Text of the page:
The story so far: The Delhi High Court recently passed an interim order to prevent the unlawful use of Bollywood star Amitabh Bachchan’s name, image and voice. The court, through its order, restrained persons at large from infringing the personality rights of the actor.
What are personality rights?
Personality rights refer to the right of a person to protect his/her personality under the right to privacy or property. These rights are important to celebrities as their names, photographs or even voices can easily be misused in various advertisements by different companies to boost their sales. Therefore, it is necessary for renowned personalities/celebrities to register their names to save their personality rights.
A large list of unique personal attributes contribute to the making of a celebrity. All of these attributes need to be protected, such as name, nickname, stage name, picture, likeness, image and any identifiable personal property, such as a distinctive race car.
Are personality rights different from publicity rights?
Personality rights are different from publicity rights. Personality rights consist of two types of rights — firstly, the right of publicity, or the right to keep one’s image and likeness from being commercially exploited without permission or contractual compensation, which is similar (but not identical) to the use of a trademark; and secondly, the right to privacy or the right to not have one’s personality represented publicly without permission. However, under common law jurisdictions, publicity rights fall into the realm of the ‘tort of passing off’. Passing off takes place when someone intentionally or unintentionally passes off their goods or services as those belonging to another party. Often, this type of misrepresentation damages the goodwill of a person or business, resulting in financial or reputational damage. Publicity rights are governed by statutes like the Trade marks Act 1999 and the Copyright Act 1957.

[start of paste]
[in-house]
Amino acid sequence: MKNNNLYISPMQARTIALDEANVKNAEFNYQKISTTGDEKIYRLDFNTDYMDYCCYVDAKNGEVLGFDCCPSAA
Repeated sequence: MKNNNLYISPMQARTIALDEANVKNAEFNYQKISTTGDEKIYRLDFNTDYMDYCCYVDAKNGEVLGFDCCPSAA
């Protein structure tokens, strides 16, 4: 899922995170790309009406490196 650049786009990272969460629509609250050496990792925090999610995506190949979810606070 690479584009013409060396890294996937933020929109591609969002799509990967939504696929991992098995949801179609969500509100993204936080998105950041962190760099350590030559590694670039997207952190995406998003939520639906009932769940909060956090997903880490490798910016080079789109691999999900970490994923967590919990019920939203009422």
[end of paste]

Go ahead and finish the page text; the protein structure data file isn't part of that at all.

Does the use of a name on the internet affect personality rights?
The Delhi High Court in 2011 made an observation in the case of Arun Jaitley vs Network Solutions Private Limited and Ors., in which Mr. Jaitley filed a suit seeking permanent injunction against the defendants from misuse and immediate transfer of the domain name www.arunjaitley.com. The Court stated that “the popularity or fame of individual will be no different on the internet than in reality.” The Court decided in the favour of Mr. Arun Jaitley, stating that the “name also falls in the category wherein it besides being a personal name has attained distinctive indicia of its own. Therefore, the said name due its peculiar nature/distinctive character coupled with the gained popularity in several fields whether being in politics, or in advocacy, ...has become a well-known personal name/mark under the trade mark law which enures him the benefit to refrain others from using this name unjustifiably in addition to his personal right to sue them for the misuse of his name.”
What about consumer rights?
While celebrities are protected from commercial misuse of their name and personality, there have also been instances where the consumers are misled owing to false advertisements or endorsements by such personalities. Due to such cases, the Ministry of Consumer Affairs has made a notification in 2022 to keep a check on misleading adverts and endorsements of consumer products by imposing a penalty on the endorser.
- Personality rights refer to the right of a person to protect his/her personality under the right to privacy or property. It is necessary for renowned personalities/celebrities to register their names to save their personality rights.
- Personality rights are different from publicity rights. Publicity rights are governed by statutes like the Trade marks Act 1999 and the Copyright Act 1957.
- Personal attributes of a celebrity need to be protected, such as name, nickname, stage name, picture, likeness, image and any identifiable personal property, such as a distinctive race car.
G.S. Bajpai is Vice-Chancellor, Rajiv Gandhi National University of Law, Punjab, where Sangeeta Taak is Assistant Professor.